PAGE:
As noted above, Juncus torreyi spreads by both seed and rhizomes. This is either good or bad depending on your needs. If you want to limit its spread, we suggest planting it in a large container. You will be able to enjoy its beauty while limiting its expansion. We suggest you read our posting on ‘Wetland in a Pot’ for more tips: http://mother-natures-backyard.blogspot.com/2013/05/guilt-free-gardening-grow-wetland-in-pot.html
Anyone who grows Torrey’s rush needs to watch for seedlings and remove unwanted plants promptly. They can pop up any place that gets regular water, including in pots.
|Torrey's rush in rain garden - Mother Nature's Backyard|
That being said, Torrey’s rush is a lovely addition to the fall garden. It adds a decorative vertical element to the garden design. Its fresh green stems and showy flower/seed heads are a welcome sight in fall. We like Torrey’s rush in containers and around the edge of rain gardens and infiltration swales. It’s a useful background plant in areas that get a little extra water. The species is often used in wetlands restoration projects, particularly in areas where its roots can stabilize banks. Birds - particularly Lesser Goldfinches in Mother Nature's Backyard - occasionally eat the seeds.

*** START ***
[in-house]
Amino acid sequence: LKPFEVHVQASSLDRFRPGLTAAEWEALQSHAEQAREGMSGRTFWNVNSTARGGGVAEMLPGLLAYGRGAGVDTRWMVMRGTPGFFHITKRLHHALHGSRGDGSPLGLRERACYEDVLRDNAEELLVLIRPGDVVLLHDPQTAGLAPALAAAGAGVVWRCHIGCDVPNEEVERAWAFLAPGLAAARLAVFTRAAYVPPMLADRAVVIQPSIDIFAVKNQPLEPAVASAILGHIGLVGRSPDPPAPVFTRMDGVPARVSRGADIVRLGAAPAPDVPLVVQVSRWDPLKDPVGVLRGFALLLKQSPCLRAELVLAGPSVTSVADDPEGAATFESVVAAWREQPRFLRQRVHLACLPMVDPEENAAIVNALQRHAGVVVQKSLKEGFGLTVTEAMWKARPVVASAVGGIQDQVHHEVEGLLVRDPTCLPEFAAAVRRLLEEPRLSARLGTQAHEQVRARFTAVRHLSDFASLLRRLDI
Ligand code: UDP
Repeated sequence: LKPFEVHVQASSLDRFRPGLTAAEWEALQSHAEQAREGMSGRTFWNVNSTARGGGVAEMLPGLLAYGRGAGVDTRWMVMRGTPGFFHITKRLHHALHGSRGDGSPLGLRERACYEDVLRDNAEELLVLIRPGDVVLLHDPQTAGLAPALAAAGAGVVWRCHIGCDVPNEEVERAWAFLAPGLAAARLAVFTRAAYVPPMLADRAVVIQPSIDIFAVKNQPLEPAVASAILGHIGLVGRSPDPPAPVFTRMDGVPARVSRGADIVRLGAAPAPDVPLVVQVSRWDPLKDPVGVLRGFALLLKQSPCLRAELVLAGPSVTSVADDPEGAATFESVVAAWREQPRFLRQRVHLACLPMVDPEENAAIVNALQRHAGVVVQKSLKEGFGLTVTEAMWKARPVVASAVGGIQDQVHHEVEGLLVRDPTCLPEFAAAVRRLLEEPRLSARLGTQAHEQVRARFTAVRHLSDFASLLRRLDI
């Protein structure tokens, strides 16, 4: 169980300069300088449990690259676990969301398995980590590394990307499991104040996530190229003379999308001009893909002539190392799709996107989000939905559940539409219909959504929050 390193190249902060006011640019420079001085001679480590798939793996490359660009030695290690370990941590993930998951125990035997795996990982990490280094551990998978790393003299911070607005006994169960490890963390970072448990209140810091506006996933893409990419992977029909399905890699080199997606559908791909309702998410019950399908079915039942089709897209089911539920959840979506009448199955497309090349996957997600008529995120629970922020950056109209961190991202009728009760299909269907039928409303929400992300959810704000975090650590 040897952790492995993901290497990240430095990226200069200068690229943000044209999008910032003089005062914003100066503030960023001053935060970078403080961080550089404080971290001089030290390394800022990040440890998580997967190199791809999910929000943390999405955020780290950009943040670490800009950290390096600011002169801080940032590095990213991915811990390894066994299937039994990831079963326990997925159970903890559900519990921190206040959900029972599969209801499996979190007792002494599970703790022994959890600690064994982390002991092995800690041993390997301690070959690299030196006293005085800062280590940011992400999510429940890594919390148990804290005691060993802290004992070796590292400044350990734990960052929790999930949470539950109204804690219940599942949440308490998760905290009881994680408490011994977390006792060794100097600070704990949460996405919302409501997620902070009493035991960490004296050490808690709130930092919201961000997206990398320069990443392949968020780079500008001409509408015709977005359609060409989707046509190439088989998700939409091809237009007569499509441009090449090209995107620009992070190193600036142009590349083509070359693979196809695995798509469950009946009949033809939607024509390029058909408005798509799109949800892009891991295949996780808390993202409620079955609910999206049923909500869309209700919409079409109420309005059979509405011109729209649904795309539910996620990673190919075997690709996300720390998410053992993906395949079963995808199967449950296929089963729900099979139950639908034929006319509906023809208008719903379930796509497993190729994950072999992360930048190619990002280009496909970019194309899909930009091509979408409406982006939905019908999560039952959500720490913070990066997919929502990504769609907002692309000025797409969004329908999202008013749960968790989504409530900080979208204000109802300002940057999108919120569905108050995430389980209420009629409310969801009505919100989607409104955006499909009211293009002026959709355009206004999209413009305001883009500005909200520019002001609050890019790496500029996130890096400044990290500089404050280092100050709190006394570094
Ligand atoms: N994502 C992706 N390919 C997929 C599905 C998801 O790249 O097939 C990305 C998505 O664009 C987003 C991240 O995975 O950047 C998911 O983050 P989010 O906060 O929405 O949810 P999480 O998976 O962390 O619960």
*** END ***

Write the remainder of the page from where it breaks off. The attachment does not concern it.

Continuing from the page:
|Torrey's rush borrows a little water from the neighbor's lawn|
Redondo Beach, California
For a gardening information sheet see: http://www.slideshare.net/cvadheim/gardening-sheet-juncus-torreyi
For more pictures of this plant see: http://www.slideshare.net/cvadheim/juncus-torreyi-web-show
For plant information sheets on other native plants see: http://nativeplantscsudh.blogspot.com/p/gallery-of-native-plants_17.html
We welcome your comments (below). You can also send your questions to: email@example.com